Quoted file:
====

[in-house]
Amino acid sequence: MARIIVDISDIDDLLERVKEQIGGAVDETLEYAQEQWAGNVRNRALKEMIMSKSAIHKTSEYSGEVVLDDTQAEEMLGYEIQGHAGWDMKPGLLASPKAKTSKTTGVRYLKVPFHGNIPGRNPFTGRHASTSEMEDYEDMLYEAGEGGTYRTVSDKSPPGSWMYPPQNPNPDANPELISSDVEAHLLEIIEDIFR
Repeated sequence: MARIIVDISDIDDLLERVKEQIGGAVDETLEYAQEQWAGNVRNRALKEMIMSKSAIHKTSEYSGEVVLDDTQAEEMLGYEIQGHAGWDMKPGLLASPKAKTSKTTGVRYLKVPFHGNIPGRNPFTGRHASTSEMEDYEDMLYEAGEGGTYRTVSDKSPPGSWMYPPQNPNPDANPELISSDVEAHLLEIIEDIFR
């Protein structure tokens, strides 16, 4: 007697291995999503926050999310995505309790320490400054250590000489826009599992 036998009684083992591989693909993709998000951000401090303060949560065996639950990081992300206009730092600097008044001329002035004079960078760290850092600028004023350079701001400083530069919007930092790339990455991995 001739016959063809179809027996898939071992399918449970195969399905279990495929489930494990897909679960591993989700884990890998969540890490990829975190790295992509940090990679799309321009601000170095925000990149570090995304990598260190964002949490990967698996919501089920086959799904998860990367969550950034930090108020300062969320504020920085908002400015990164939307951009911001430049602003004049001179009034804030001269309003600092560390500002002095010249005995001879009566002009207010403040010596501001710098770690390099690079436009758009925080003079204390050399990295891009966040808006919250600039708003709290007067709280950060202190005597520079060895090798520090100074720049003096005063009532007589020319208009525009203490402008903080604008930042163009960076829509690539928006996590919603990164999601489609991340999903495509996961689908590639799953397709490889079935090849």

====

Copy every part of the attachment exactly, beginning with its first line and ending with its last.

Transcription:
[in-house]
Amino acid sequence: MARIIVDISDIDDLLERVKEQIGGAVDETLEYAQEQWAGNVRNRALKEMIMSKSAIHKTSEYSGEVVLDDTQAEEMLGYEIQGHAGWDMKPGLLASPKAKTSKTTGVRYLKVPFHGNIPGRNPFTGRHASTSEMEDYEDMLYEAGEGGTYRTVSDKSPPGSWMYPPQNPNPDANPELISSDVEAHLLEIIEDIFR
Repeated sequence: MARIIVDISDIDDLLERVKEQIGGAVDETLEYAQEQWAGNVRNRALKEMIMSKSAIHKTSEYSGEVVLDDTQAEEMLGYEIQGHAGWDMKPGLLASPKAKTSKTTGVRYLKVPFHGNIPGRNPFTGRHASTSEMEDYEDMLYEAGEGGTYRTVSDKSPPGSWMYPPQNPNPDANPELISSDVEAHLLEIIEDIFR
């Protein structure tokens, strides 16, 4: 007697291995999503926050999310995505309790320490400054250590000489826009599992 036998009684083992591989693909993709998000951000401090303060949560065996639950990081992300206009730092600097008044001329002035004079960078760290850092600028004023350079701001400083530069919007930092790339990455991995 001739016959063809179809027996898939071992399918449970195969399905279990495929489930494990897909679960591993989700884990890998969540890490990829975190790295992509940090990679799309321009601000170095925000990149570090995304990598260190964002949490990967698996919501089920086959799904998860990367969550950034930090108020300062969320504020920085908002400015990164939307951009911001430049602003004049001179009034804030001269309003600092560390500002002095010249005995001879009566002009207010403040010596501001710098770690390099690079436009758009925080003079204390050399990295891009966040808006919250600039708003709290007067709280950060202190005597520079060895090798520090100074720049003096005063009532007589020319208009525009203490402008903080604008930042163009960076829509690539928006996590919603990164999601489609991340999903495509996961689908590639799953397709490889079935090849």